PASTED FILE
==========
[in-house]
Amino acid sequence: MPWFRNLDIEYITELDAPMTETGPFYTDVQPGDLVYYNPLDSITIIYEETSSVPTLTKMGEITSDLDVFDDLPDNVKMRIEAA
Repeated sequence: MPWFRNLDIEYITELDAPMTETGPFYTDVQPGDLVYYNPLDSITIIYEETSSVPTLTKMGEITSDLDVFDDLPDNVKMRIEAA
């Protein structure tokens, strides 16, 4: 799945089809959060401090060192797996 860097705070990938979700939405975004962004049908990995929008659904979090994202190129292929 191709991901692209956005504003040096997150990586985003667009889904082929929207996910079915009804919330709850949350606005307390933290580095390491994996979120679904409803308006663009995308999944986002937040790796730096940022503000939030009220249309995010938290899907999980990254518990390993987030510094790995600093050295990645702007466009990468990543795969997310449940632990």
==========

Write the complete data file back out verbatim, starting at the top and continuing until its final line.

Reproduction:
[in-house]
Amino acid sequence: MPWFRNLDIEYITELDAPMTETGPFYTDVQPGDLVYYNPLDSITIIYEETSSVPTLTKMGEITSDLDVFDDLPDNVKMRIEAA
Repeated sequence: MPWFRNLDIEYITELDAPMTETGPFYTDVQPGDLVYYNPLDSITIIYEETSSVPTLTKMGEITSDLDVFDDLPDNVKMRIEAA
């Protein structure tokens, strides 16, 4: 799945089809959060401090060192797996 860097705070990938979700939405975004962004049908990995929008659904979090994202190129292929 191709991901692209956005504003040096997150990586985003667009889904082929929207996910079915009804919330709850949350606005307390933290580095390491994996979120679904409803308006663009995308999944986002937040790796730096940022503000939030009220249309995010938290899907999980990254518990390993987030510094790995600093050295990645702007466009990468990543795969997310449940632990």